When you undertake any expedition, safety should be your number one priority. It certainly is at Earth’s Edge! Every decision we make is based around the safety of both our clients and our team. With any mountain expedition there is a certain amount of risk, but if you plan accordingly and climb responsibly (with an excellent team) those risks are minimised. But what about specific mountains – is it safe to climb Mera Peak? Here’s some information that might help answer that question…
Is it safe to climb Mera Peak?
Standing right on the edge of Khumbu region, Mera Peak is the highest trekking peak in Nepal. An incredible mountain that towers 6,476m above sea level, Mera Peak is the kind of location that mountaineers dream about. Stand at the summit on a clear day, and you’ll see hundreds of huge peaks around you, including Everest.
But that height makes it a challenge. While it is a technically straightforward mountain to climb, it’s physically demanding. Snow conditions add to the challenge, as do acclimatisation. To climb the mountain in the safest possible way, you need to surround yourself with a good team. Ensure that you are trekking with an experienced and qualified company.
Choosing a good team
At Earth’s Edge, we not only send an international doctor and expedition leader on every trek, we also have an excellent team on the ground in Nepal. We’ve worked with our porters and guides for years, and they know this landscape inside out. That means they make decisions based entirely on the safety of their clients and team on the mountain.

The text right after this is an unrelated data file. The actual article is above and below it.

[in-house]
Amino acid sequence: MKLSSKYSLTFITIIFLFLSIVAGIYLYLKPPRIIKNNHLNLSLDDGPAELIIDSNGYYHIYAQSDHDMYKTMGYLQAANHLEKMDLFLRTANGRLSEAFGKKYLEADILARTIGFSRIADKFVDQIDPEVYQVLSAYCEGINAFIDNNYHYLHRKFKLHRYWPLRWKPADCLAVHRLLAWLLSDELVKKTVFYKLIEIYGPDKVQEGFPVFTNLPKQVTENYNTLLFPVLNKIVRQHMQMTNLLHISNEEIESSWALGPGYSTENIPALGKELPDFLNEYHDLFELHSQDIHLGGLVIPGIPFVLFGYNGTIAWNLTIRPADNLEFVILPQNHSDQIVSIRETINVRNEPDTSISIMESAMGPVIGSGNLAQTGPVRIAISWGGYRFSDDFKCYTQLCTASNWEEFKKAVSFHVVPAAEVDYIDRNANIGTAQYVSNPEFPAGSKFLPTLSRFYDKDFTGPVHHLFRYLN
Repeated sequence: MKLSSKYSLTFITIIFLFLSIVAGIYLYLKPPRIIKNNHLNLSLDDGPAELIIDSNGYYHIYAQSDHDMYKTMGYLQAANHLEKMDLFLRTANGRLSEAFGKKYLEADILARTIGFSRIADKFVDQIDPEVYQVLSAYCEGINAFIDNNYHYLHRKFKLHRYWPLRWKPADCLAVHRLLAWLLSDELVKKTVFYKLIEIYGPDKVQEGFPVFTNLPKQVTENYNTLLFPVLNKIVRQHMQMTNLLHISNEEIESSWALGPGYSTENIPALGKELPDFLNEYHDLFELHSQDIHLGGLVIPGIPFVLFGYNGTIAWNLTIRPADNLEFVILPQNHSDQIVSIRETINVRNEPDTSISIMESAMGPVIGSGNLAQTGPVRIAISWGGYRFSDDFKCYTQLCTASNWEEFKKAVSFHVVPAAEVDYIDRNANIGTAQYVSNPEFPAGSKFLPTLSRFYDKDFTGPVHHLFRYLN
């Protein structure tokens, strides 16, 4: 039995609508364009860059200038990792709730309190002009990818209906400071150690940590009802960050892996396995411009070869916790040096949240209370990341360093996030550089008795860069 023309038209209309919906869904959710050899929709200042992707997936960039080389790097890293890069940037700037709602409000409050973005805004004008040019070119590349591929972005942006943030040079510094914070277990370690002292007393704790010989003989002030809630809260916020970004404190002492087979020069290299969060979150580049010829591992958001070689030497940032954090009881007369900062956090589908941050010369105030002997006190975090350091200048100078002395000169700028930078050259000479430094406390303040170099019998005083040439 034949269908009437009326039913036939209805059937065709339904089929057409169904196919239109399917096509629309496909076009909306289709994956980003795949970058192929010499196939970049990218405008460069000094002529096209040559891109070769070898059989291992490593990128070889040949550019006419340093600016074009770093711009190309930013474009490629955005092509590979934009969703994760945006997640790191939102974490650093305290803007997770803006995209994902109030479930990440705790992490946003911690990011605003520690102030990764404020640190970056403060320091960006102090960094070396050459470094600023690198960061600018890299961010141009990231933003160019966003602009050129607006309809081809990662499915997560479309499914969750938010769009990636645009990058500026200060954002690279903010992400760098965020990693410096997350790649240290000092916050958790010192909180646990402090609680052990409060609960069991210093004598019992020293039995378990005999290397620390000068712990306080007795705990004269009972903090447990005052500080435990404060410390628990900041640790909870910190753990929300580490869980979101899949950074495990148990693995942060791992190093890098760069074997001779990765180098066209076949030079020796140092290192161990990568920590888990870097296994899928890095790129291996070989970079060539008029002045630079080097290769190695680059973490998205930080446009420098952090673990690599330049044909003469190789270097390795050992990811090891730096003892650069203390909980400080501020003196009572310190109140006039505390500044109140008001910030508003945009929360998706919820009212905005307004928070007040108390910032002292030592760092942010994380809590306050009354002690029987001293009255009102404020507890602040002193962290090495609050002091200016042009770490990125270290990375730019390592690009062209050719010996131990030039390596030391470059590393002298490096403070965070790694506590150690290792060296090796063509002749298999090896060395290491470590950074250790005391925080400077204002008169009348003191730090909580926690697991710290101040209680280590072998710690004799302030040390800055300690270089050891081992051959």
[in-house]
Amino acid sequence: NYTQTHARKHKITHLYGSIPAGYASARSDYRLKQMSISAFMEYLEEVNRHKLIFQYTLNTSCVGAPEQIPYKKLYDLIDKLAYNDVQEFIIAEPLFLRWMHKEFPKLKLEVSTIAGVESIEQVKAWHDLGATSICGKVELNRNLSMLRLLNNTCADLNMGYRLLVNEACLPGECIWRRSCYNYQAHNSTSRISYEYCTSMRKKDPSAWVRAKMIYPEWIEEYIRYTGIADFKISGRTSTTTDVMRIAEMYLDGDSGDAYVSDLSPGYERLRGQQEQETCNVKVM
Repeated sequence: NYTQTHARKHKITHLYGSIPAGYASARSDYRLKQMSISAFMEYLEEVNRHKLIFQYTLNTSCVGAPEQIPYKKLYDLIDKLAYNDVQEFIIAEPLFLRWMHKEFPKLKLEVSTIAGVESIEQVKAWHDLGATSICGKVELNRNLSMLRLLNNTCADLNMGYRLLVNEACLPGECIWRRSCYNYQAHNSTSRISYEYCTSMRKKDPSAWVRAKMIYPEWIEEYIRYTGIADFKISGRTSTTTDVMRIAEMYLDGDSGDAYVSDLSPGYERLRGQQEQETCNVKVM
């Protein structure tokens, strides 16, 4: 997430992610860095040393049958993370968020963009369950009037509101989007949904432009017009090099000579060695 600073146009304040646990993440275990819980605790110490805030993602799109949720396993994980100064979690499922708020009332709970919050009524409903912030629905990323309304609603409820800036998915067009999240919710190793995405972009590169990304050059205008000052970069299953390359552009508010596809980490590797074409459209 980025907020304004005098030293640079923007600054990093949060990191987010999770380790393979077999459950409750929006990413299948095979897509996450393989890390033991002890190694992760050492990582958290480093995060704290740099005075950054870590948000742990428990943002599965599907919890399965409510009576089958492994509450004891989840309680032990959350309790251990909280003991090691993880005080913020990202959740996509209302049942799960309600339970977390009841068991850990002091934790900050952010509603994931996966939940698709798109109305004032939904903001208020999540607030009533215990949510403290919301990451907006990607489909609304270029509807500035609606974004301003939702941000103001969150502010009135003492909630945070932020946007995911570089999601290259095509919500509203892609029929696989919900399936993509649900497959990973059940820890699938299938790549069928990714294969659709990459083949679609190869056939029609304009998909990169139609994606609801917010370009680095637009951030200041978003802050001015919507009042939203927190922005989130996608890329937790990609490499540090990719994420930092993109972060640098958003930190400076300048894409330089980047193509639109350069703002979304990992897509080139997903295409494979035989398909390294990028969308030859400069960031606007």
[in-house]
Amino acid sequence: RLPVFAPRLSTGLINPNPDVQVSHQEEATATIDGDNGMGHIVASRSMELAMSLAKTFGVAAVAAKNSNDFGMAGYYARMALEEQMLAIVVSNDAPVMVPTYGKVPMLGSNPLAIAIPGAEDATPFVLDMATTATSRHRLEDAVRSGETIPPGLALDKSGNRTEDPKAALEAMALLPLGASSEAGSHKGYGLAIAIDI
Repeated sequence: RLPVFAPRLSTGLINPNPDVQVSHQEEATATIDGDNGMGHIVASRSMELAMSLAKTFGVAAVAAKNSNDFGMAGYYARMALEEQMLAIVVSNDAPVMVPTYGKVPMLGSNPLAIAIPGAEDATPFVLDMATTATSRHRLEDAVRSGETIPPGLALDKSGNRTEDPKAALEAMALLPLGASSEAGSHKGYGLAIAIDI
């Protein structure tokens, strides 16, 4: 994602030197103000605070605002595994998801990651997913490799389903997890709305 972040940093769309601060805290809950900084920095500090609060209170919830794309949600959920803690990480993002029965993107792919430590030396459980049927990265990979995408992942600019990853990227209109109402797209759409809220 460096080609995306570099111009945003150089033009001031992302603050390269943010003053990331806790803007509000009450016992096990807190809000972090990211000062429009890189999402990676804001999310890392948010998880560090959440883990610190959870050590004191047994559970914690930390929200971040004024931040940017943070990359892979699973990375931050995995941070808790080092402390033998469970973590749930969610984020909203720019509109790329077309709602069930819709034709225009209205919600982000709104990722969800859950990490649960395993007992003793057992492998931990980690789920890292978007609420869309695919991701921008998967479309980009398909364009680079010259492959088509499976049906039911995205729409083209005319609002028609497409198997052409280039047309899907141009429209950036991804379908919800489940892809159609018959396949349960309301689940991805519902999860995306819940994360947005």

The physical challenge
While it isn’t a technical mountain to climb, you need to have a very good level of fitness to climb Mera Peak. Put simply, if you aren’t fit enough, you’re putting yourself (and those around you) at risk. When you book an expedition with Earth’s Edge we tell you what kind of training you need to do, and there’s also a training weekend prior to your trip. Which means you can meet your group ahead of time, too!
Previous experience on mountains above 5,000m is essential. Treks like Kilimanjaro, Elbrus, or Everest Base Camp are ideal experiences for this.
What about altitude sickness?
Acute Mountain Sickness (AMS) is a concern on many expeditions. At an altitude of 6,476m, Mera Peak does present a challenge when it comes to acclimatisation. Here are some tips to help…
- Stay hydrated (at least 3 litres of water a day, preferably 5)
- Keep eating (even if you’re not hungry, you need to maintain calorie input)
- Rest (this means a good night’s sleep as well as plenty of breaks)
- Take your time (this isn’t a race – going slowly helps you acclimatise)
Remember, our expedition doctor is there for a reason. If you tell the doctor as early as possible if you don’t feel well, the solution will likely be simple. The longer you wait, the worse it can get.
What if I can’t go on?
Altitude affects people in a myriad of ways. It has nothing to do with your physical fitness or abilities. The methods above will help you, as will our doctor, but if you cannot go on for any reason, you will be supported. You will never be left behind. We have a support team for a reason – our sherpas and guides are there to take you down the mountain if needs be.
If you want to read more about the Earth’s Edge expedition to Mera Peak, click here!